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The single-beam Epcot run.

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Back to signs. Instead of a single Mickey arrow, this sign has the full Mickey ears and an arrow in just one of them. Also notice the small shields, also not in FHWA.

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Indeed, none of the Disney freeways have route numbers of their own. This kind of makes sense, since Disney wants you to navigate by control destination and not by road name or number. The shields are there mostly for people leaving the resort.

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SB World Dr at Buena Vista Dr with TOLL FL 429 signage, also not standard (ditto for the Florida's Turnpike, unsigned FL 91), and not particularly a direct route to it either.

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Another gantry at the same interchange; the right exit is part of a cloverleaf heading east.

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Exit Only signage is rather substandard; there is no specific warning for it and it appears on the same red bar with the same Mickey arrow.

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Collector-distributor road at SB World Dr and (here) WB Osceola Pkwy, using both Mickey arrows and "Straight Ahead."

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EB Osceola Pkwy at World Dr. On this gantry all three pull-throughs have motorist instructions, but the "Next Right" has a Mickey arrow as if it were an exit.

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Speed limit signs are also in Univers, not FHWA.

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Another gantry on our way out.

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The last of our gantries is this one, with Mickey arrow lane markings but "Straight Ahead" in the middle. Presumably this is to make it clear that the Interstate 4 exits are from the side lanes and the junction with TOLL FL 417 is for thru traffic in the middle lanes.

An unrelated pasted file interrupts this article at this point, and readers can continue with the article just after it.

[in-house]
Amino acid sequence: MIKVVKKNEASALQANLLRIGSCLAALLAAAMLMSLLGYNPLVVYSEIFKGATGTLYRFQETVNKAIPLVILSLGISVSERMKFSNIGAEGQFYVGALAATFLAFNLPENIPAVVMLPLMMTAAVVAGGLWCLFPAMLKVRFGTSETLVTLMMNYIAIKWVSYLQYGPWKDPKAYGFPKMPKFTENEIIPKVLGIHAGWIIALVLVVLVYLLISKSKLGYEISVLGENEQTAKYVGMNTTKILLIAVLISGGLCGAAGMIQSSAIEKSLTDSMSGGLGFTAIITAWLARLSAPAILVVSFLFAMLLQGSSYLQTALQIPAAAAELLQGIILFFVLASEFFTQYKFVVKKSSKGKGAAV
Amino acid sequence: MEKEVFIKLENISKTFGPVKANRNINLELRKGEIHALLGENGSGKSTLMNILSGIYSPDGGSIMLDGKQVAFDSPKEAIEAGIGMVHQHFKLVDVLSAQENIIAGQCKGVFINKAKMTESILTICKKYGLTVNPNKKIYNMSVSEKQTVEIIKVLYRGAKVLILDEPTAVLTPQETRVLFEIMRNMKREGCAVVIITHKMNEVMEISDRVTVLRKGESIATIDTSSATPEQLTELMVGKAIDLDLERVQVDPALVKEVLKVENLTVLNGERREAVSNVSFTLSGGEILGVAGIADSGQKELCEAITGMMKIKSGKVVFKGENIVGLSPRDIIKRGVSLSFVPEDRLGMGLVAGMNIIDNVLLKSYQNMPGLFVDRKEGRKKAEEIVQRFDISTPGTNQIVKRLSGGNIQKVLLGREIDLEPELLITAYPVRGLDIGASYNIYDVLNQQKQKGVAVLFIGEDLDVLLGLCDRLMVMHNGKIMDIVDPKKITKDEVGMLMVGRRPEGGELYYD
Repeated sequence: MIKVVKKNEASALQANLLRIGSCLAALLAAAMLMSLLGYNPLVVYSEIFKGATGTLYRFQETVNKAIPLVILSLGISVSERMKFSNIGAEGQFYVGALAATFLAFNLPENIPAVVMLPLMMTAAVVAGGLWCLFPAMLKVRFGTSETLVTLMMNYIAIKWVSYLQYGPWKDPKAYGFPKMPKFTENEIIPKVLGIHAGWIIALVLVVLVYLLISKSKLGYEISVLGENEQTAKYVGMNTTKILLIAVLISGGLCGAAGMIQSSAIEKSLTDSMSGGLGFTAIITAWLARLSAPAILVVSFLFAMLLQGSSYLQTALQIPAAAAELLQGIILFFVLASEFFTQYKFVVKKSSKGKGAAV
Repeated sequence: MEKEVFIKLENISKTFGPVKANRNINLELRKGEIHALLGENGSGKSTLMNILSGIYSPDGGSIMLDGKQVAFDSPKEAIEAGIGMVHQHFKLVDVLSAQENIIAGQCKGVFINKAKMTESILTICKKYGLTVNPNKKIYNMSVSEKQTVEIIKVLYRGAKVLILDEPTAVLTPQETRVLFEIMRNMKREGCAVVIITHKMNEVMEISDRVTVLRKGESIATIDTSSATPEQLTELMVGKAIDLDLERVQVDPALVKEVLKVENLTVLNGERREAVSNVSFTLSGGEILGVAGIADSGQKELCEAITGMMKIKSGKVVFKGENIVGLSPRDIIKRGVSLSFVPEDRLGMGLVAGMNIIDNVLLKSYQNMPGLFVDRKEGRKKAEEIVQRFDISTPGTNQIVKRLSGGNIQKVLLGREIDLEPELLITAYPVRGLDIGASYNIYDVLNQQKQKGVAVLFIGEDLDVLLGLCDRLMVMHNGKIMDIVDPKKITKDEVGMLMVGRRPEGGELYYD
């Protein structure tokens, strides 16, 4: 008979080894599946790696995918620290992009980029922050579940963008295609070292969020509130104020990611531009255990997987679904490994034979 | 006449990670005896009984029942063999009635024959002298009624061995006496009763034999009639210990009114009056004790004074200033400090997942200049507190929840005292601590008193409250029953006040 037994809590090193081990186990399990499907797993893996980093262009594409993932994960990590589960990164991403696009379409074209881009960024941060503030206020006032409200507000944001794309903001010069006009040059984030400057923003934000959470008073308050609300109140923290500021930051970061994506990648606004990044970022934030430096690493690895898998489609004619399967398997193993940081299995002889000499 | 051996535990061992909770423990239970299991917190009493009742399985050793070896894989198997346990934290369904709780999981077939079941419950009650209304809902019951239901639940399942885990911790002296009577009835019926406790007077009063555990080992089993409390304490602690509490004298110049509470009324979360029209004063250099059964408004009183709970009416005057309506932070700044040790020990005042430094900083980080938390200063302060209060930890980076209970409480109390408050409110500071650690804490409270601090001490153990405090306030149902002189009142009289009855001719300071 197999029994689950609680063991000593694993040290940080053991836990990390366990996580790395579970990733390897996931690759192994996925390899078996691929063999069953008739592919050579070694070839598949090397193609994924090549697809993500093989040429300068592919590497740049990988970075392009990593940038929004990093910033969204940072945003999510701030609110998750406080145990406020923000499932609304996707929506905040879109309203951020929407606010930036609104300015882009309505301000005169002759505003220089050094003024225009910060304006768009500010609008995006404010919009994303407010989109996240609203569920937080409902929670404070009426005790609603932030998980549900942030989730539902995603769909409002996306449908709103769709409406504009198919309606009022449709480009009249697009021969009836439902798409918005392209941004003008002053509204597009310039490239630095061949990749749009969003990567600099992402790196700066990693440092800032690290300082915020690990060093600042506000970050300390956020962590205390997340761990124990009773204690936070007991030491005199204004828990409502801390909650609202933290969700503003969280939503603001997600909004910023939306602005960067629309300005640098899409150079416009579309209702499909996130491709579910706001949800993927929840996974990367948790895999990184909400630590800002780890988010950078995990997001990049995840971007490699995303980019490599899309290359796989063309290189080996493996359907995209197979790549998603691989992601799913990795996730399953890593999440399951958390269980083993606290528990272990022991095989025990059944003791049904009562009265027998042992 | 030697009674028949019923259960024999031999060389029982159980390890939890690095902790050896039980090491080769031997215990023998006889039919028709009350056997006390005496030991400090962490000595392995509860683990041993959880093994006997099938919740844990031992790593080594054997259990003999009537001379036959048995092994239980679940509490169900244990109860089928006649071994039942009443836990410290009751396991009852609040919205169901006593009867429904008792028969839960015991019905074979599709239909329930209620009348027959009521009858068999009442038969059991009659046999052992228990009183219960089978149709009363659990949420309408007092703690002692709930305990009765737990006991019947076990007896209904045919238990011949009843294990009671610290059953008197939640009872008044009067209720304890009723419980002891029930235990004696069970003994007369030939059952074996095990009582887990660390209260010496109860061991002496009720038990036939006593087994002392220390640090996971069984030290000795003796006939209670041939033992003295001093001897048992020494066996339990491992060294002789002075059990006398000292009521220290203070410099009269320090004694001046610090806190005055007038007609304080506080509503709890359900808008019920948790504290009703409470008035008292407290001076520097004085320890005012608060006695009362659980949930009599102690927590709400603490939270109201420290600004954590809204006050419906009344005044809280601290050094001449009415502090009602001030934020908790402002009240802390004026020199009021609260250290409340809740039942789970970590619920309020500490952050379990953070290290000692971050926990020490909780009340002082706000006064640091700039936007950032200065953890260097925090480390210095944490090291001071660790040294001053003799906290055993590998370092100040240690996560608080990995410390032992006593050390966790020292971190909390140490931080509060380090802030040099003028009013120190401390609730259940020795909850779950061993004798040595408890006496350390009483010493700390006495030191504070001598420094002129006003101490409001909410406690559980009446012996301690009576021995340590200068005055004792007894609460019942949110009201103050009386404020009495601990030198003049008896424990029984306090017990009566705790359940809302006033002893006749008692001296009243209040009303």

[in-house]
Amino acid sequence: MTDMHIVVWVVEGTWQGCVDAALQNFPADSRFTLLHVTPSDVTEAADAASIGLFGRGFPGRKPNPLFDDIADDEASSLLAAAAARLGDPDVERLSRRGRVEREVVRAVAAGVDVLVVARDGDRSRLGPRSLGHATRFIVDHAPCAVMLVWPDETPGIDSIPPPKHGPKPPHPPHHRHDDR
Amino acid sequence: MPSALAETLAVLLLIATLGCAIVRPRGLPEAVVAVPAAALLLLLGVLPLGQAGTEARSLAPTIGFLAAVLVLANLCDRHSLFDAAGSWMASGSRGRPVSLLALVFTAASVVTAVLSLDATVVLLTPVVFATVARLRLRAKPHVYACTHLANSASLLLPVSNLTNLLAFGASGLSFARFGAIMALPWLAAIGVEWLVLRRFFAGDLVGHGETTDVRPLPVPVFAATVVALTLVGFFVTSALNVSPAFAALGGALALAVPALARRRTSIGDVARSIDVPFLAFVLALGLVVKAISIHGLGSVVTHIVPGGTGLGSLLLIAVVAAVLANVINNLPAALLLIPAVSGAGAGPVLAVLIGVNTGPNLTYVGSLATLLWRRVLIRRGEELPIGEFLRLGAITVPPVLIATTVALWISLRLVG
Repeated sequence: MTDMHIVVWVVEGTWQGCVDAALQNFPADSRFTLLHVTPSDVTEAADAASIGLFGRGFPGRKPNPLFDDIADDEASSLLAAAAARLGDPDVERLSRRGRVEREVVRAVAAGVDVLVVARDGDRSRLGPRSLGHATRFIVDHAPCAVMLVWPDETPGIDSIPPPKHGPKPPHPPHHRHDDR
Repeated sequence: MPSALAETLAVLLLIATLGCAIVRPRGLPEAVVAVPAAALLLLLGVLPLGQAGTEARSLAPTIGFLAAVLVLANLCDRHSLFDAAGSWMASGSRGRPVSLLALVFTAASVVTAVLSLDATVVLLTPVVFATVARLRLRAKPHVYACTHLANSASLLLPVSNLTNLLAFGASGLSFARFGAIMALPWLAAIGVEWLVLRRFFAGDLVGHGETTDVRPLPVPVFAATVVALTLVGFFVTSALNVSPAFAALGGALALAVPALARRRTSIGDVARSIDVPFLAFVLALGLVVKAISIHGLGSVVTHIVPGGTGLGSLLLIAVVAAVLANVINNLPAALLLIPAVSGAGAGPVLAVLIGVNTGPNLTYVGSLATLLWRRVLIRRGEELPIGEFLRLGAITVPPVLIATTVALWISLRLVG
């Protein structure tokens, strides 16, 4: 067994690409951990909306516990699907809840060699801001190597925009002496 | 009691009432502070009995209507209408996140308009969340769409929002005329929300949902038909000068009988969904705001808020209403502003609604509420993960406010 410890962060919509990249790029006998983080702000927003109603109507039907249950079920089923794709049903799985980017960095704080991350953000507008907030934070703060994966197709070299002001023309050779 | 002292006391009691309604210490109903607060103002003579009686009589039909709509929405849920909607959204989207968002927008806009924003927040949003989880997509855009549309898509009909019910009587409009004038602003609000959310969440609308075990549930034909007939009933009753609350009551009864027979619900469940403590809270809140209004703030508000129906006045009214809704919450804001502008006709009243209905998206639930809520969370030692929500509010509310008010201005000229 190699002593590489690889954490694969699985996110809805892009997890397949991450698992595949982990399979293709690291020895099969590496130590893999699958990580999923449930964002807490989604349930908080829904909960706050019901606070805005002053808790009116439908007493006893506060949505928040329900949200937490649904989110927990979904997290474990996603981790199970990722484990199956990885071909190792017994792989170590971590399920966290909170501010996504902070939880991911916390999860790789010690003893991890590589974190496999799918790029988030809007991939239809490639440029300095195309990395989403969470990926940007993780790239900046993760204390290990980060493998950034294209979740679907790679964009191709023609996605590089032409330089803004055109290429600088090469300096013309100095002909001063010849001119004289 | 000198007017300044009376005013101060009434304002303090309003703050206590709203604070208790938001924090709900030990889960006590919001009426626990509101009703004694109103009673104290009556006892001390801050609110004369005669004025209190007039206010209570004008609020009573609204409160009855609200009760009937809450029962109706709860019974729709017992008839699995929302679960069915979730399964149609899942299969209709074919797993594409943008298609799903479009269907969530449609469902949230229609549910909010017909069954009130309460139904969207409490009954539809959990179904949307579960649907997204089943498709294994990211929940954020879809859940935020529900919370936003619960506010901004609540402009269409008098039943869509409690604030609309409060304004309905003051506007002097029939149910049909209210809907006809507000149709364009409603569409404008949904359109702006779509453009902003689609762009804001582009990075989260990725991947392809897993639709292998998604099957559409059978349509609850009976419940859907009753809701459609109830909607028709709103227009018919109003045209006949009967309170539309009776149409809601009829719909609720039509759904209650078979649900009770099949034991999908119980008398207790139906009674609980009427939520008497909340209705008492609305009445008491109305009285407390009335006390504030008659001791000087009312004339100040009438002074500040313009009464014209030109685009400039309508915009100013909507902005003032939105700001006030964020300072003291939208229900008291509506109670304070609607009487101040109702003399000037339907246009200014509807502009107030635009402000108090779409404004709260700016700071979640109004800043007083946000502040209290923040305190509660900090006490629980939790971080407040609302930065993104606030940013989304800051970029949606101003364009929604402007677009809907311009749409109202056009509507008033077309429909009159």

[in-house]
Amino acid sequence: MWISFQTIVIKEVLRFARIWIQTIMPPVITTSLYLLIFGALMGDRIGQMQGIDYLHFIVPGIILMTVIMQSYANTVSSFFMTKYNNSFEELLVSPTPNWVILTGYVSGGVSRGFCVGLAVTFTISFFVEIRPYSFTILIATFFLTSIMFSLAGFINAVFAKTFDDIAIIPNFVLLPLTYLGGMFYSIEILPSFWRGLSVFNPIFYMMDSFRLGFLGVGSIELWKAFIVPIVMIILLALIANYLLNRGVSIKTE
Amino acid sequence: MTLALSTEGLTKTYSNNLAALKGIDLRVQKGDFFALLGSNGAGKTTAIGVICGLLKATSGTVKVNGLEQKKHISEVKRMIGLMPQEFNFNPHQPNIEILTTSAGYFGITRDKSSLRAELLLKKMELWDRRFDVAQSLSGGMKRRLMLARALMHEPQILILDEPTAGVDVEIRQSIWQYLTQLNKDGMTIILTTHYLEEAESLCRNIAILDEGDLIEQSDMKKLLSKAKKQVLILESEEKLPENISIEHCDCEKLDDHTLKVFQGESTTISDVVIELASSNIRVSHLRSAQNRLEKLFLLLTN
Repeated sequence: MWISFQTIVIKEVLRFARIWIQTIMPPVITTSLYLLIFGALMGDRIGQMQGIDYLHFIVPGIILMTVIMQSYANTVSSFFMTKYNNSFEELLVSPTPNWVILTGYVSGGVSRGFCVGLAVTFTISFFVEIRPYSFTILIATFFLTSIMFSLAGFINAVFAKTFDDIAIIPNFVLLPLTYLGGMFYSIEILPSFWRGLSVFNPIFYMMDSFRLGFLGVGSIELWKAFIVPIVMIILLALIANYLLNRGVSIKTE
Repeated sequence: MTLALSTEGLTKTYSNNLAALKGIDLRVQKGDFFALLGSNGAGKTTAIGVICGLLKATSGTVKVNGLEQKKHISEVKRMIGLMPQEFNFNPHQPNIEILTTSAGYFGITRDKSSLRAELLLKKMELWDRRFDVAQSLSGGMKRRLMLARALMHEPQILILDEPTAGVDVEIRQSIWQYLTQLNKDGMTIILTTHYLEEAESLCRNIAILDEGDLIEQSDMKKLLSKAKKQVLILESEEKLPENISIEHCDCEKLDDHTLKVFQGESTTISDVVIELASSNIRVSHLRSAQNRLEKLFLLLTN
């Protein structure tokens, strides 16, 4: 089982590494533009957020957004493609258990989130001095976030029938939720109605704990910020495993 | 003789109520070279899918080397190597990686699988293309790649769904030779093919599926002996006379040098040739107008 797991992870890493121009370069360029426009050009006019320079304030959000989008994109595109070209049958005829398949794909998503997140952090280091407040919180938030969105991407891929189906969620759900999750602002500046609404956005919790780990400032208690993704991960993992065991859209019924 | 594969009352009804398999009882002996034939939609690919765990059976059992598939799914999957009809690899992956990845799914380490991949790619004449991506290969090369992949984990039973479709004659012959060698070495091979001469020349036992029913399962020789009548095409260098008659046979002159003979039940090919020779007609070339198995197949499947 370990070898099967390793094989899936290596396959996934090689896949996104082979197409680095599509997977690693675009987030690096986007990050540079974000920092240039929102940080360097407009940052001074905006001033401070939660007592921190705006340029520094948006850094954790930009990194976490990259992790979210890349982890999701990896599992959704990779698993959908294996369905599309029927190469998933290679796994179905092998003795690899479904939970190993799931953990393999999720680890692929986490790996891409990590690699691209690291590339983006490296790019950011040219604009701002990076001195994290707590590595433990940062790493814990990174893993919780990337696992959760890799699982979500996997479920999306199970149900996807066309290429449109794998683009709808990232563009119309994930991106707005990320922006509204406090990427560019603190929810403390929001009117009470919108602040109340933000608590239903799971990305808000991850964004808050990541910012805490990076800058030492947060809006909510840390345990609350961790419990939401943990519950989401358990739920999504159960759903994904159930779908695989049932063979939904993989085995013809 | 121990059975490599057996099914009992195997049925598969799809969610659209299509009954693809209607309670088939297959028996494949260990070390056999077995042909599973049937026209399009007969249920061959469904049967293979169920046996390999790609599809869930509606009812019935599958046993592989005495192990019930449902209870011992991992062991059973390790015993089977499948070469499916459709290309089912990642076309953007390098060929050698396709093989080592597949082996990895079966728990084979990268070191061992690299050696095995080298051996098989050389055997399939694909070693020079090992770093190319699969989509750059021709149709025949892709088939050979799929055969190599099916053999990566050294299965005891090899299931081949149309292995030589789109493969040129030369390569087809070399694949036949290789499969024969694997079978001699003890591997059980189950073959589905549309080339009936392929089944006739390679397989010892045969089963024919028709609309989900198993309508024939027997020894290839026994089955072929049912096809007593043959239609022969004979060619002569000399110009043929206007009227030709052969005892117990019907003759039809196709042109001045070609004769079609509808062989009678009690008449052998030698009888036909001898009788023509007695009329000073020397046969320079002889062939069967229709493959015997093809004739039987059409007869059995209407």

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I feel less magical already. (They're not kidding about the NO STOPPING.)

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Although this segment is part of RCID, the I-4 interchange is maintained by FDOT, as shown by the MUTCD-standard signage and the FHWA fonts. Compare with the gantry two photos back.

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Merging onto EB I-4 at the FL 536 interchange.

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Advance signage for FL 535, which is OrangeCo 535 entering the park and is signed for the City of Lake Buena Vista.

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Passing Disney Central Casting.

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Exit FL 535 as we leave the RCID towards the airport and back to rather less humid Southern California.

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All images, photographs and multimedia, unless otherwise stated, are copyright © 2004-2019 Cameron Kaiser. All rights reserved. All writeups are copyright © 2004-2019 Cameron Kaiser. All rights reserved. Unauthorized copying or duplication without express consent of the copyright holder is strictly prohibited. Please contact the sitemaster to request permission if you wish to use items from this page.